At ESMO 2012 (Twitter hashtag #ESMO12) I expect we will hear preliminary data from the ARADES 3104001 phase 1 dose escalation study (NCT01317641) with ODM-201.

According to clinicaltrials.gov this multicenter, non-randomized clinical trial is being undertaken at sites in Finland, Czech Republic, France, United Kingdom and the United States.

After 12 weeks in the phase 1 dose escalation study, patients with stable disease can continue treatment in a phase 2 extension study on the safety and tolerability of ODM-201 (NCT01429064).

As of May 2012, Orion Pharma reported that the ARADES 3104001 phase II expansion component had 105 patients enrolled, with 3 dose levels to be expanded.

Company senior management have told me they “are very excited about the ODM-201 data,” to be presented at ESMO. I have not seen the data, but presume the results will be positive. After all, company executives don’t get excited about negative data!

Is there a market for a new antiandrogen?

Although Medivation are first to market with their androgen receptor (AR) inhibitor, enzalutamide/MDV3100 (Xtandi) that does not mean that other companies will not be able to make in-roads into the market with cheaper or more effective AR antagonists.

In a Pharma Strategy Blog interview with Sally Church, Dr Charles Sawyers noted that Aragon’s ARN-509 (another AR inhibitor in development) is “more potent” than enzalutamide and “might produce a higher percentage of responders or longer duration of response.”

Medivation recently announced that enzalatumide is available in the United States for patients with metastatic castration resistant prostate cancer previously treated with docetaxel.

At a price of $7,450 a month, however, Xtandi is considerably higher than Johnson & Johnson’s Zytiga.  This aggressive premium pricing strategy opens the door to competitors who may offer equally effective, but less expensive drugs.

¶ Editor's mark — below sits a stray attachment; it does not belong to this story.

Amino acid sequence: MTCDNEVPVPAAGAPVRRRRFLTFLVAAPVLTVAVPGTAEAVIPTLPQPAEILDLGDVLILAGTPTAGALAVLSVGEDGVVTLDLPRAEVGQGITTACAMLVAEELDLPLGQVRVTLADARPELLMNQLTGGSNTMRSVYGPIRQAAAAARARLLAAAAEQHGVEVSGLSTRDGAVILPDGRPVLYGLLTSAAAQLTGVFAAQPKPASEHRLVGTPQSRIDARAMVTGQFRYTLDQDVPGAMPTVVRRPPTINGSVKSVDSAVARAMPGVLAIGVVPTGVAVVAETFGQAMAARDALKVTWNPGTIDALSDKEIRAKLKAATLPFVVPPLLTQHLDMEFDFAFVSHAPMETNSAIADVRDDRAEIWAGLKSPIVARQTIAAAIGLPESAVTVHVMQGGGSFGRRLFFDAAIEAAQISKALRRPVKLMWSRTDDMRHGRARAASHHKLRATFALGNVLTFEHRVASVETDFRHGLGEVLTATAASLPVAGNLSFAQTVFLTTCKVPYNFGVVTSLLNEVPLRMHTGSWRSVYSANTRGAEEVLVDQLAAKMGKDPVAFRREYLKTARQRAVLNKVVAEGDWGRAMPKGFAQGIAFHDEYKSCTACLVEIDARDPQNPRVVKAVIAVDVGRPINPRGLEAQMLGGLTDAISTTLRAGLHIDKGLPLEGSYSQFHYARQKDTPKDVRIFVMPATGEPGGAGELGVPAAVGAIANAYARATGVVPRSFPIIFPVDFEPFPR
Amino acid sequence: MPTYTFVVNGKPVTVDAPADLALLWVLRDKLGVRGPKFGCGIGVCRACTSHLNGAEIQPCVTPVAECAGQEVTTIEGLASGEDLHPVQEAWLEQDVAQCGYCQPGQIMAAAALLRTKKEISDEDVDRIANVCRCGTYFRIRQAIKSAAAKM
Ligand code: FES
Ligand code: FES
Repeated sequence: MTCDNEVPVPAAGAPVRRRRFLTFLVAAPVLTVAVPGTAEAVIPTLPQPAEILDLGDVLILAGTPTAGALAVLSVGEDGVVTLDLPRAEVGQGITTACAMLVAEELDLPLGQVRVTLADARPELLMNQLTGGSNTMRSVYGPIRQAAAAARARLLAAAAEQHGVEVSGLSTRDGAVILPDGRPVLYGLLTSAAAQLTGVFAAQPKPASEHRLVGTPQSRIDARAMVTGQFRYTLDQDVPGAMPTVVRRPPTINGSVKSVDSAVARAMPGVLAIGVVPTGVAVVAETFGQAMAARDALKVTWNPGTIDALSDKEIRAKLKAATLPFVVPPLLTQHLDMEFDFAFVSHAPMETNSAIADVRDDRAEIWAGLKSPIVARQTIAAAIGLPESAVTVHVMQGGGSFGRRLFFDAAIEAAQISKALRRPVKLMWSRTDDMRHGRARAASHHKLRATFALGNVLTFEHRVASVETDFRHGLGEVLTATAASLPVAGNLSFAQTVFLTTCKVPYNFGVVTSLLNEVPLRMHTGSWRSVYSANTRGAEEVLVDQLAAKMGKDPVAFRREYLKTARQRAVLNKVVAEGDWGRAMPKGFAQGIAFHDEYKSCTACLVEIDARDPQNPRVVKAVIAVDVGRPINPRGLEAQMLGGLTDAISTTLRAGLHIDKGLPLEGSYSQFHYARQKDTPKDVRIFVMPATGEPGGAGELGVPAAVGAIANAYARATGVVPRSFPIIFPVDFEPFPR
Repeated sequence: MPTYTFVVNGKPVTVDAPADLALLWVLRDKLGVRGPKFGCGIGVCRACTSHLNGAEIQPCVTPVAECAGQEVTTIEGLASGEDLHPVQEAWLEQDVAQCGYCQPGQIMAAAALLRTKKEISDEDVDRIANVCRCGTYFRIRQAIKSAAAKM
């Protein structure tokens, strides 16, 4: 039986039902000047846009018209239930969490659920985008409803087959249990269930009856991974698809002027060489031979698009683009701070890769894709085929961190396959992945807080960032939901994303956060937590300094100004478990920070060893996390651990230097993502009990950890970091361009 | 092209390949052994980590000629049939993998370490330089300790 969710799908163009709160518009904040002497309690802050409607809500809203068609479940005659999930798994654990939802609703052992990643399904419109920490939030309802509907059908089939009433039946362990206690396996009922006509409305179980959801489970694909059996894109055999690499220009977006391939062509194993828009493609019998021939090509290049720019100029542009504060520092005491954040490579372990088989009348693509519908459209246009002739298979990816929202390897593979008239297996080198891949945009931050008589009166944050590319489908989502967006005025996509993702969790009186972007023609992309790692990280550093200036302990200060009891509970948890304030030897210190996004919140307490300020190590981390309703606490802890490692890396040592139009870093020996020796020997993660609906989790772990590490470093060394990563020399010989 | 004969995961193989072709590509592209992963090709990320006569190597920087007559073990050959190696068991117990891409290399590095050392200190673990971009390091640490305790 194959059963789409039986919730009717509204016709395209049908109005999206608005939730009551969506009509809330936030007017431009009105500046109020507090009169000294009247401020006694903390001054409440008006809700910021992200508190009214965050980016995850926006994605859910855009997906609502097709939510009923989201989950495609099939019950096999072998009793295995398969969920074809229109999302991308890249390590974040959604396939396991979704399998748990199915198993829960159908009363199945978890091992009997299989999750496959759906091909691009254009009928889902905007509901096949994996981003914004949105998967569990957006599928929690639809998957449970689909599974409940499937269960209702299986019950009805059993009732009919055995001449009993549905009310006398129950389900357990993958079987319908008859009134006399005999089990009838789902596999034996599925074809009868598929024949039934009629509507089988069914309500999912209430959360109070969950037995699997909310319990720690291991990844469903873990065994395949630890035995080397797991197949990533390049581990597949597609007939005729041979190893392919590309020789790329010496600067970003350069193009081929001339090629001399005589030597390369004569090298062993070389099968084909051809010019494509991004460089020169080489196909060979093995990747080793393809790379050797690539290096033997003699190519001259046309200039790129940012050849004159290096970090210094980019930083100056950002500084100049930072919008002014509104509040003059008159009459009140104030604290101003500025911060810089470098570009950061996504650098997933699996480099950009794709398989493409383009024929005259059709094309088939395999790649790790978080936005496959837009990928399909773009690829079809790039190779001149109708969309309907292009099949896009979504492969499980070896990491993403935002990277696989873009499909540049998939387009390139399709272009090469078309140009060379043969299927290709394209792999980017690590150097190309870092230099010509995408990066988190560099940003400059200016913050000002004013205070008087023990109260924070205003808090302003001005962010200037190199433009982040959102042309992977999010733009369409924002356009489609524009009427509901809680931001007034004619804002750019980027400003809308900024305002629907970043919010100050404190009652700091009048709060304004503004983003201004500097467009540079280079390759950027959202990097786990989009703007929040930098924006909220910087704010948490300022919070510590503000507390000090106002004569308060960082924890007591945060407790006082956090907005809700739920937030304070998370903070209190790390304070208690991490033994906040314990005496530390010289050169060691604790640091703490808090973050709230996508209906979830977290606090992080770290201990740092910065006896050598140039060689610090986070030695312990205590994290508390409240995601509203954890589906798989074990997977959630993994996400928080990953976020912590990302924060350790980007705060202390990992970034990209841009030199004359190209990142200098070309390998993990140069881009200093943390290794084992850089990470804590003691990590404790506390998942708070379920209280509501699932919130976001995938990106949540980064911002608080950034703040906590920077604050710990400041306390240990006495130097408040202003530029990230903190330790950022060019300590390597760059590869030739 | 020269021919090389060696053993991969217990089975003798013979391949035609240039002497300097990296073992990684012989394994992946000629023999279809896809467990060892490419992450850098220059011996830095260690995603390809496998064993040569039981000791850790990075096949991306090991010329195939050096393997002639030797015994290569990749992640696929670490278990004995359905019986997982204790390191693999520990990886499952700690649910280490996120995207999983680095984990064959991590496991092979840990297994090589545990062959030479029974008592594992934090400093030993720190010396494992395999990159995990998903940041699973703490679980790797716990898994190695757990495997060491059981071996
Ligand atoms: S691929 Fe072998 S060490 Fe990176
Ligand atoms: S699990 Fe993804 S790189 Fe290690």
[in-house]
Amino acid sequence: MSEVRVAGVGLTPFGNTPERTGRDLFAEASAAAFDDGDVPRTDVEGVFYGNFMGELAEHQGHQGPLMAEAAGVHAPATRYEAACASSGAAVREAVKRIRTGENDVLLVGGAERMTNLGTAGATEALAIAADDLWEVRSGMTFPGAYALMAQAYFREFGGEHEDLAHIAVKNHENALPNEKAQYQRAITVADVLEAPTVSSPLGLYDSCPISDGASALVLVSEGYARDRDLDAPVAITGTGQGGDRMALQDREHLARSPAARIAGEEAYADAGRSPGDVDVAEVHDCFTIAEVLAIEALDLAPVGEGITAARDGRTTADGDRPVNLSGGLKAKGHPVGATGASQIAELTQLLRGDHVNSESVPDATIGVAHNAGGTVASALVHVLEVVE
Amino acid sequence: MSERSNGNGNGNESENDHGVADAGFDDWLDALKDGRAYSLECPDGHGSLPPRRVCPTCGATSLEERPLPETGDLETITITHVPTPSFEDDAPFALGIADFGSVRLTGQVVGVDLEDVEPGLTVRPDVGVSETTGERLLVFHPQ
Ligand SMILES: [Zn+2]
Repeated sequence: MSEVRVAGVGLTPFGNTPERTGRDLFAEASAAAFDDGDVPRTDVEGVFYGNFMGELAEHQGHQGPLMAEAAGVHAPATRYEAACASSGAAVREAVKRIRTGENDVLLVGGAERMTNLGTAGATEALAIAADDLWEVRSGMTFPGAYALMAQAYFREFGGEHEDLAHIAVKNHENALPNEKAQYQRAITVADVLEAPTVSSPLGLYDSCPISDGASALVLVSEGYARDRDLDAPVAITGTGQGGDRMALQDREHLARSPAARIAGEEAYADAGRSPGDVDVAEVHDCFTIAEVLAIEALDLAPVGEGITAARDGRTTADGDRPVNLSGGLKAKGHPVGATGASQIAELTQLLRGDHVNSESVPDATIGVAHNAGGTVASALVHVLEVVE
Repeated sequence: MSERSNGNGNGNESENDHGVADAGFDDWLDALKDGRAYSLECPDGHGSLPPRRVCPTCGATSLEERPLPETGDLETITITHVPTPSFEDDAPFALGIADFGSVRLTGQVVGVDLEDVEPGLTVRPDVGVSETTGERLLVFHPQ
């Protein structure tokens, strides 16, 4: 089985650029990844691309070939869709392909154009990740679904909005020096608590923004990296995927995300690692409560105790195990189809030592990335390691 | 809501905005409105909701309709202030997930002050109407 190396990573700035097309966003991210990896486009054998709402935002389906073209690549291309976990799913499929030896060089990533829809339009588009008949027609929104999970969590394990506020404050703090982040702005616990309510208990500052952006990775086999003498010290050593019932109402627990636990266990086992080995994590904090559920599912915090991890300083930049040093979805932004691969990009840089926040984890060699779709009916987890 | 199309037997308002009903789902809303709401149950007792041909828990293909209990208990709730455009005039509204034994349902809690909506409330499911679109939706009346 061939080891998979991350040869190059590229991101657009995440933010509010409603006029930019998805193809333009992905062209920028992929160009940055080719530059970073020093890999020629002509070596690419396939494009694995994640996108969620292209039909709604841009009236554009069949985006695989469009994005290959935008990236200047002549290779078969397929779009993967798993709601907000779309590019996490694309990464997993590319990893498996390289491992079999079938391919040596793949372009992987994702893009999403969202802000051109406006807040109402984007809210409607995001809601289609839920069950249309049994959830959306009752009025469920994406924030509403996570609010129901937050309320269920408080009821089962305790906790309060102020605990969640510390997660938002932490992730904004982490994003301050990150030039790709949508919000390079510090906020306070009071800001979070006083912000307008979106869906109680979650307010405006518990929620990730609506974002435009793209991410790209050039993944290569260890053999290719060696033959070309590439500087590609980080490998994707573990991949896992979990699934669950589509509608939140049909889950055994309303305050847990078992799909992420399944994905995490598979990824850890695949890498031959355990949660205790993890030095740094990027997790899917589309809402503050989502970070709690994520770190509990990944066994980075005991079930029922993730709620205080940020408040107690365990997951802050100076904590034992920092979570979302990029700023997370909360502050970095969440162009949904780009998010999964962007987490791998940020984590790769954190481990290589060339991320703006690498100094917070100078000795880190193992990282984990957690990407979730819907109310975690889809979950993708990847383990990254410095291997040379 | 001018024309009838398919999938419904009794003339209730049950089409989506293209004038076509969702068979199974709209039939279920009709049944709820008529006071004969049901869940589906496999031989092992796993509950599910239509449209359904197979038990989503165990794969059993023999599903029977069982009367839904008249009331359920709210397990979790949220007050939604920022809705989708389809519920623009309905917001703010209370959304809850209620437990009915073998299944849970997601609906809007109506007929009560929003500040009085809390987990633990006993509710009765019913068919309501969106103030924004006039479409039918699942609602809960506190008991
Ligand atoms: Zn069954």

The prostate cancer market remains a dynamic one and very much one to watch over the next few years.

I look forward to learning more about ODM-201 at ESMO 2012.

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At the 2012 annual meeting of the American Society of Clinical Oncology (ASCO) in Chicago, Oliver Sartor, Professor of Cancer Research and Medical Director of the Tulane Cancer Center in New Orleans told attendees in the educational session on castration-resistant prostate cancer (CRPC) that he was tired of being asked the question of what is the optimal sequence for new advanced prostate cancer drugs?

ASCO 2012 CRPC Prostate Cancer Education SessionThere is “No data,” Sartor told the ASCO 2012 audience. As a result he recommended the use of less toxic therapies first and that patients be involved in the decision making. Not quite the guidance the audience perhaps hoped for.

Sartor is, however, correct that we don’t yet have the data – the clinical trials have yet to be done that will answer the question of what is the optimal sequencing of prostate cancer drugs?

The approval of abiraterone acetate (Zytiga®) for the treatment of men with advanced prostate cancer, post chemotherapy, and the expected approval of enzalutamide (formerly MDV3100) and radium-223 (Alpharadin) have focused attention on sequencing and combination options.

A poster at ASCO 2012 showed that cross resistance may occur between abiraterone and enzalutamide, suggesting that if resistance to one develops it may lower the efficacy to the other if given subsequently. More data and research is needed to validate this finding and understand how resistance develops.

Reciprocal feedback between the PI3-Kinase and androgen receptor (AR) signaling pathways means that blocking the androgen receptor may stimulate the PI3K pathway and vice versa, leading to the tumor trying to ensure its survival. This is particularly important in prostate cancers that have the PTEN tumor suppressor gene, the result is that the targeting of both PI3K and the AR to avoid crosstalk may be required.

The scientific rationale for combining enzalutamide with a PI3-kinase inhibitor was discussed on Pharma Strategy Blog in Sally Church’s video from the 2011 American Urological Association annual meeting. Clinical trials are being planned to investigate the use of PI3-kinase inhibitors in prostate cancer.

I have written more from ASCO 2012 about the emerging challenges in prostate cancer drug development in a guest post published on Xconomy.  Many thanks to Luke Timmerman, National Biotech Editor, for the opportunity to contribute.

Hopefully, there will be more insights available at ESMO 2012 later this year and at ASCO next year on prostate cancer drug resistance, optimal sequencing and the benefits that combinations therapies may offer.